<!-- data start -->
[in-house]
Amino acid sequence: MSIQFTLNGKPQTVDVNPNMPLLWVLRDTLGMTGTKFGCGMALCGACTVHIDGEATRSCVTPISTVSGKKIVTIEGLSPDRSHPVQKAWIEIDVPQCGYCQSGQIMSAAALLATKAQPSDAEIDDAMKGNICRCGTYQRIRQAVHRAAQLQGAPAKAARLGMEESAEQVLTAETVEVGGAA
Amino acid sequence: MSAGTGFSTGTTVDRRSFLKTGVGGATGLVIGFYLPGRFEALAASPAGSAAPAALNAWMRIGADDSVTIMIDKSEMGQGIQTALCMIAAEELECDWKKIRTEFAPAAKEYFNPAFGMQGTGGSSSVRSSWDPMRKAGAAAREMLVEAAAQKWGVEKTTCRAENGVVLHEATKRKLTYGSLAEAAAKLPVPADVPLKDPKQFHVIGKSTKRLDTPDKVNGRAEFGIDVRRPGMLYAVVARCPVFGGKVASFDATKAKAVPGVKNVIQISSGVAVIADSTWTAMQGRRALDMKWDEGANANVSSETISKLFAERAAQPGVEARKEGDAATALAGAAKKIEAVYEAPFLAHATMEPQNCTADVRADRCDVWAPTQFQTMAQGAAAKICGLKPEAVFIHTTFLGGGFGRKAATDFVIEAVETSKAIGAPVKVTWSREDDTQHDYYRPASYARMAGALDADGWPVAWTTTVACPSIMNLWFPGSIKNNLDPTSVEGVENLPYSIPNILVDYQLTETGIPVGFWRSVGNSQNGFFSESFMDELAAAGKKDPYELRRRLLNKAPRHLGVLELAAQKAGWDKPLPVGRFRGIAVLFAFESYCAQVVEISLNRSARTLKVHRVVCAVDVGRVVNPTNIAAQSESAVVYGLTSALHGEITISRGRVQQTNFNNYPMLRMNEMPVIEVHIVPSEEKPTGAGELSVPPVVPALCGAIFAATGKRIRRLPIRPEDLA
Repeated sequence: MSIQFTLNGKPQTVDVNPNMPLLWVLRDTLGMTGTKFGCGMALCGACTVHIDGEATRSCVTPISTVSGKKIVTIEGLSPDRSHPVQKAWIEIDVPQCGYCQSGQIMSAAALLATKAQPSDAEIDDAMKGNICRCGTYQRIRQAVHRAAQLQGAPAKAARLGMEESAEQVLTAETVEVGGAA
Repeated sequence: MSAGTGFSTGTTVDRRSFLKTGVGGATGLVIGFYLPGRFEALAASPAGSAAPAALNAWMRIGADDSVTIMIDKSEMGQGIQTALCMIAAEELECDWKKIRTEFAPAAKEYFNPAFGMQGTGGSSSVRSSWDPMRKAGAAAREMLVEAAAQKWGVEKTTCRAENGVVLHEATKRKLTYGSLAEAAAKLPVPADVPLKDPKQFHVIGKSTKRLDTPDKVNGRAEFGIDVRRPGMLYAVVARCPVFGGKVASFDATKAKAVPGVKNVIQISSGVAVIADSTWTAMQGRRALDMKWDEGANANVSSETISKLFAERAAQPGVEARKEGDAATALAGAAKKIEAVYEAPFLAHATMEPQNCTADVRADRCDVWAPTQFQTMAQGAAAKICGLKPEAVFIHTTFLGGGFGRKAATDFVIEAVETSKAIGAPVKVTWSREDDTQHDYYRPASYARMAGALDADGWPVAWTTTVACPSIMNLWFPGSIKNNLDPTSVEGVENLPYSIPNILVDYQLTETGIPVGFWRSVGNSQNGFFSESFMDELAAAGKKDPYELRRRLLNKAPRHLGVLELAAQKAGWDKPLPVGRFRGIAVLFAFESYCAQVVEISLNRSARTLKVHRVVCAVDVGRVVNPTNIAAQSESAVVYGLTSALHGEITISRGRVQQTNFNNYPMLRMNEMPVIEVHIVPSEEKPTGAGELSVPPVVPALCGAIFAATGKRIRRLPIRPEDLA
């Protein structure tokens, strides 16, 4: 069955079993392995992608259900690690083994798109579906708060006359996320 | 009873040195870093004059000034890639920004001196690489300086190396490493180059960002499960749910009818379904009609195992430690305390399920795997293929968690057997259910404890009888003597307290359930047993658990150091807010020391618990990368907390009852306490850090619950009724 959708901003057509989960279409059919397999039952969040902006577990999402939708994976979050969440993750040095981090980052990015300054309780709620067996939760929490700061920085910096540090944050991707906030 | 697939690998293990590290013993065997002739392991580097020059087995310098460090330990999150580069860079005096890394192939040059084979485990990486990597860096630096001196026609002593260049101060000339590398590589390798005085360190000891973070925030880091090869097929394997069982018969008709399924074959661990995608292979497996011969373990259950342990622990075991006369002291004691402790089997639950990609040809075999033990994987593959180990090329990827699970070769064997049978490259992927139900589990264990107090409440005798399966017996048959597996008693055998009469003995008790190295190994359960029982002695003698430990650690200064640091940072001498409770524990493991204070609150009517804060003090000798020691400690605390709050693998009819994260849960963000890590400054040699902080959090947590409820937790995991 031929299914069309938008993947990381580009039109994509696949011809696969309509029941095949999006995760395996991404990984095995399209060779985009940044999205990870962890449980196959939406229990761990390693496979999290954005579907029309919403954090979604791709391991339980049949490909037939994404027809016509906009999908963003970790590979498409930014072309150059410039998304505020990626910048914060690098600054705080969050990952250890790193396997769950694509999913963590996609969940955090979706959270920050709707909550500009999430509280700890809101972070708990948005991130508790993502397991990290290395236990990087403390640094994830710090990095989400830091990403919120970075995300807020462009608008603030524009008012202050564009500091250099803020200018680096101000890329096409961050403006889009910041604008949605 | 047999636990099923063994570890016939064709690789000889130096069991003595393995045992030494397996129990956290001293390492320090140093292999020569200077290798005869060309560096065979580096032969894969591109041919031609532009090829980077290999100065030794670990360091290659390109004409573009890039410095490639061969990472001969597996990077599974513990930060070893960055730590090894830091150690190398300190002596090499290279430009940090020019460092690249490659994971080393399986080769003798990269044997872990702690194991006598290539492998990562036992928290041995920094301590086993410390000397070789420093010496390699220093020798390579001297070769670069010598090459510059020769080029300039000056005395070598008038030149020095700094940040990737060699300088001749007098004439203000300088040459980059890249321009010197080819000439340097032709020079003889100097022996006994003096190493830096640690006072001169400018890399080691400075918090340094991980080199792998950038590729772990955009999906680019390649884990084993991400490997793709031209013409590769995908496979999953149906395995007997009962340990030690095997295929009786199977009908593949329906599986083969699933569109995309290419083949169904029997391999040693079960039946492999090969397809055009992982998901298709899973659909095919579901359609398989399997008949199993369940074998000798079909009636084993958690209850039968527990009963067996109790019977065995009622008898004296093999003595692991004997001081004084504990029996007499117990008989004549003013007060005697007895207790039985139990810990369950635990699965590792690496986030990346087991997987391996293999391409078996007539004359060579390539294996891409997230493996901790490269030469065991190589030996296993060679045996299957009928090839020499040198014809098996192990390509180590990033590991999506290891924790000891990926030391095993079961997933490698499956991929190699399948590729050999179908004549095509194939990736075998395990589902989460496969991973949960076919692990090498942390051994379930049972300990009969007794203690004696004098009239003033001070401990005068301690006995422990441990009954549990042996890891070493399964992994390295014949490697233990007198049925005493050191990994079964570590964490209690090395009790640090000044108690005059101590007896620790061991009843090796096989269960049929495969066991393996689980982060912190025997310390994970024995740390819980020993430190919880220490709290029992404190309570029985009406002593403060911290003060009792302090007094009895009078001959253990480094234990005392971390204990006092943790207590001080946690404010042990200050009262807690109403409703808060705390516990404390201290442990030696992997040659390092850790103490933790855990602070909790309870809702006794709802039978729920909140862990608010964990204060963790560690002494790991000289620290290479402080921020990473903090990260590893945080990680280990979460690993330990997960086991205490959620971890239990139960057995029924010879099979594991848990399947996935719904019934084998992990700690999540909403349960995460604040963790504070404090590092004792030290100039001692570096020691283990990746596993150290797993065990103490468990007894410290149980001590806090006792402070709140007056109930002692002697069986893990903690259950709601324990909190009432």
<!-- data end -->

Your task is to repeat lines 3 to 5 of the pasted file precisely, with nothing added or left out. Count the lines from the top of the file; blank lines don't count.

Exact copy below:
Amino acid sequence: MSAGTGFSTGTTVDRRSFLKTGVGGATGLVIGFYLPGRFEALAASPAGSAAPAALNAWMRIGADDSVTIMIDKSEMGQGIQTALCMIAAEELECDWKKIRTEFAPAAKEYFNPAFGMQGTGGSSSVRSSWDPMRKAGAAAREMLVEAAAQKWGVEKTTCRAENGVVLHEATKRKLTYGSLAEAAAKLPVPADVPLKDPKQFHVIGKSTKRLDTPDKVNGRAEFGIDVRRPGMLYAVVARCPVFGGKVASFDATKAKAVPGVKNVIQISSGVAVIADSTWTAMQGRRALDMKWDEGANANVSSETISKLFAERAAQPGVEARKEGDAATALAGAAKKIEAVYEAPFLAHATMEPQNCTADVRADRCDVWAPTQFQTMAQGAAAKICGLKPEAVFIHTTFLGGGFGRKAATDFVIEAVETSKAIGAPVKVTWSREDDTQHDYYRPASYARMAGALDADGWPVAWTTTVACPSIMNLWFPGSIKNNLDPTSVEGVENLPYSIPNILVDYQLTETGIPVGFWRSVGNSQNGFFSESFMDELAAAGKKDPYELRRRLLNKAPRHLGVLELAAQKAGWDKPLPVGRFRGIAVLFAFESYCAQVVEISLNRSARTLKVHRVVCAVDVGRVVNPTNIAAQSESAVVYGLTSALHGEITISRGRVQQTNFNNYPMLRMNEMPVIEVHIVPSEEKPTGAGELSVPPVVPALCGAIFAATGKRIRRLPIRPEDLA
Repeated sequence: MSIQFTLNGKPQTVDVNPNMPLLWVLRDTLGMTGTKFGCGMALCGACTVHIDGEATRSCVTPISTVSGKKIVTIEGLSPDRSHPVQKAWIEIDVPQCGYCQSGQIMSAAALLATKAQPSDAEIDDAMKGNICRCGTYQRIRQAVHRAAQLQGAPAKAARLGMEESAEQVLTAETVEVGGAA
Repeated sequence: MSAGTGFSTGTTVDRRSFLKTGVGGATGLVIGFYLPGRFEALAASPAGSAAPAALNAWMRIGADDSVTIMIDKSEMGQGIQTALCMIAAEELECDWKKIRTEFAPAAKEYFNPAFGMQGTGGSSSVRSSWDPMRKAGAAAREMLVEAAAQKWGVEKTTCRAENGVVLHEATKRKLTYGSLAEAAAKLPVPADVPLKDPKQFHVIGKSTKRLDTPDKVNGRAEFGIDVRRPGMLYAVVARCPVFGGKVASFDATKAKAVPGVKNVIQISSGVAVIADSTWTAMQGRRALDMKWDEGANANVSSETISKLFAERAAQPGVEARKEGDAATALAGAAKKIEAVYEAPFLAHATMEPQNCTADVRADRCDVWAPTQFQTMAQGAAAKICGLKPEAVFIHTTFLGGGFGRKAATDFVIEAVETSKAIGAPVKVTWSREDDTQHDYYRPASYARMAGALDADGWPVAWTTTVACPSIMNLWFPGSIKNNLDPTSVEGVENLPYSIPNILVDYQLTETGIPVGFWRSVGNSQNGFFSESFMDELAAAGKKDPYELRRRLLNKAPRHLGVLELAAQKAGWDKPLPVGRFRGIAVLFAFESYCAQVVEISLNRSARTLKVHRVVCAVDVGRVVNPTNIAAQSESAVVYGLTSALHGEITISRGRVQQTNFNNYPMLRMNEMPVIEVHIVPSEEKPTGAGELSVPPVVPALCGAIFAATGKRIRRLPIRPEDLA